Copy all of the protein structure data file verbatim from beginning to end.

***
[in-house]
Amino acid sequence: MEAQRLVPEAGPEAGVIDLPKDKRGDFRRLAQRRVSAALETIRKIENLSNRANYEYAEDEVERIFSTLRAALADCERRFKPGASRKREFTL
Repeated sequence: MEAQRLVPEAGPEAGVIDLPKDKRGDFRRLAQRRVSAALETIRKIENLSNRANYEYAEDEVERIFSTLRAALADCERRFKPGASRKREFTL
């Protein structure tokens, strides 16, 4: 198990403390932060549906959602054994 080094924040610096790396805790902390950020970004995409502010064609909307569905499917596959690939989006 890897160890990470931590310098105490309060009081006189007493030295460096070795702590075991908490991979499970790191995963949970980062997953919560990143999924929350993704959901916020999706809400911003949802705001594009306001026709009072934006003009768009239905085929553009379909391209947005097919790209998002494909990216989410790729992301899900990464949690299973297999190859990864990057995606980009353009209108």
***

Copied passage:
[in-house]
Amino acid sequence: MEAQRLVPEAGPEAGVIDLPKDKRGDFRRLAQRRVSAALETIRKIENLSNRANYEYAEDEVERIFSTLRAALADCERRFKPGASRKREFTL
Repeated sequence: MEAQRLVPEAGPEAGVIDLPKDKRGDFRRLAQRRVSAALETIRKIENLSNRANYEYAEDEVERIFSTLRAALADCERRFKPGASRKREFTL
């Protein structure tokens, strides 16, 4: 198990403390932060549906959602054994 080094924040610096790396805790902390950020970004995409502010064609909307569905499917596959690939989006 890897160890990470931590310098105490309060009081006189007493030295460096070795702590075991908490991979499970790191995963949970980062997953919560990143999924929350993704959901916020999706809400911003949802705001594009306001026709009072934006003009768009239905085929553009379909391209947005097919790209998002494909990216989410790729992301899900990464949690299973297999190859990864990057995606980009353009209108």